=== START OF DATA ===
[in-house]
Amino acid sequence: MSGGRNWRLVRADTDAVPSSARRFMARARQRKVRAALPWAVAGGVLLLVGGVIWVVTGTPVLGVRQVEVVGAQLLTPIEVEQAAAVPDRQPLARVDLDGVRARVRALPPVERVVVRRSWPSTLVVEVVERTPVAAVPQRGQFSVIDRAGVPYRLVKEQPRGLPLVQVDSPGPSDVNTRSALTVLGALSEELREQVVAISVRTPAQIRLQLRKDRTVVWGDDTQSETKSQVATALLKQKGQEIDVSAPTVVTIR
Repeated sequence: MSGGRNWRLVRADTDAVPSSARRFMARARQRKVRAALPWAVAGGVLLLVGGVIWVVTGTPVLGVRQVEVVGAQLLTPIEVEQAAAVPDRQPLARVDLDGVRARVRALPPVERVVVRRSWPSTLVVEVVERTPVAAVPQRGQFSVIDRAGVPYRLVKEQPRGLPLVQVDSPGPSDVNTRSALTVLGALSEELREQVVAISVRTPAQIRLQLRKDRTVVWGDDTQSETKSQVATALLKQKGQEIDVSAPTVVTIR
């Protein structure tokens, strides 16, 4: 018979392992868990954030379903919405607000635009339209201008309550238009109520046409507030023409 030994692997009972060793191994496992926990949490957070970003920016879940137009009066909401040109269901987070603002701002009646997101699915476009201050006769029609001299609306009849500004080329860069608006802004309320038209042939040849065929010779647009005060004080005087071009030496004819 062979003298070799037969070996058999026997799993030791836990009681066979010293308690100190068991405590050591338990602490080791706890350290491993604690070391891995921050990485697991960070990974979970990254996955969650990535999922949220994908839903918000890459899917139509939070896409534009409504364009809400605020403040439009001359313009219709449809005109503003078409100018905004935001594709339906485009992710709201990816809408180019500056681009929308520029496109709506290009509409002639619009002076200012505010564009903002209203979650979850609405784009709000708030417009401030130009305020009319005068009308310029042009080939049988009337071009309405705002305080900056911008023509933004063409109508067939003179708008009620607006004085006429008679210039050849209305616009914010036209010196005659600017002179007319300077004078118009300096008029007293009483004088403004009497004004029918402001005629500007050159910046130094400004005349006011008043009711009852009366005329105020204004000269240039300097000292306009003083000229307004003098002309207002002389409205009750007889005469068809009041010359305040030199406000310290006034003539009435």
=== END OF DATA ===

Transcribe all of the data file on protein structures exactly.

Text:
[in-house]
Amino acid sequence: MSGGRNWRLVRADTDAVPSSARRFMARARQRKVRAALPWAVAGGVLLLVGGVIWVVTGTPVLGVRQVEVVGAQLLTPIEVEQAAAVPDRQPLARVDLDGVRARVRALPPVERVVVRRSWPSTLVVEVVERTPVAAVPQRGQFSVIDRAGVPYRLVKEQPRGLPLVQVDSPGPSDVNTRSALTVLGALSEELREQVVAISVRTPAQIRLQLRKDRTVVWGDDTQSETKSQVATALLKQKGQEIDVSAPTVVTIR
Repeated sequence: MSGGRNWRLVRADTDAVPSSARRFMARARQRKVRAALPWAVAGGVLLLVGGVIWVVTGTPVLGVRQVEVVGAQLLTPIEVEQAAAVPDRQPLARVDLDGVRARVRALPPVERVVVRRSWPSTLVVEVVERTPVAAVPQRGQFSVIDRAGVPYRLVKEQPRGLPLVQVDSPGPSDVNTRSALTVLGALSEELREQVVAISVRTPAQIRLQLRKDRTVVWGDDTQSETKSQVATALLKQKGQEIDVSAPTVVTIR
């Protein structure tokens, strides 16, 4: 018979392992868990954030379903919405607000635009339209201008309550238009109520046409507030023409 030994692997009972060793191994496992926990949490957070970003920016879940137009009066909401040109269901987070603002701002009646997101699915476009201050006769029609001299609306009849500004080329860069608006802004309320038209042939040849065929010779647009005060004080005087071009030496004819 062979003298070799037969070996058999026997799993030791836990009681066979010293308690100190068991405590050591338990602490080791706890350290491993604690070391891995921050990485697991960070990974979970990254996955969650990535999922949220994908839903918000890459899917139509939070896409534009409504364009809400605020403040439009001359313009219709449809005109503003078409100018905004935001594709339906485009992710709201990816809408180019500056681009929308520029496109709506290009509409002639619009002076200012505010564009903002209203979650979850609405784009709000708030417009401030130009305020009319005068009308310029042009080939049988009337071009309405705002305080900056911008023509933004063409109508067939003179708008009620607006004085006429008679210039050849209305616009914010036209010196005659600017002179007319300077004078118009300096008029007293009483004088403004009497004004029918402001005629500007050159910046130094400004005349006011008043009711009852009366005329105020204004000269240039300097000292306009003083000229307004003098002309207002002389409205009750007889005469068809009041010359305040030199406000310290006034003539009435």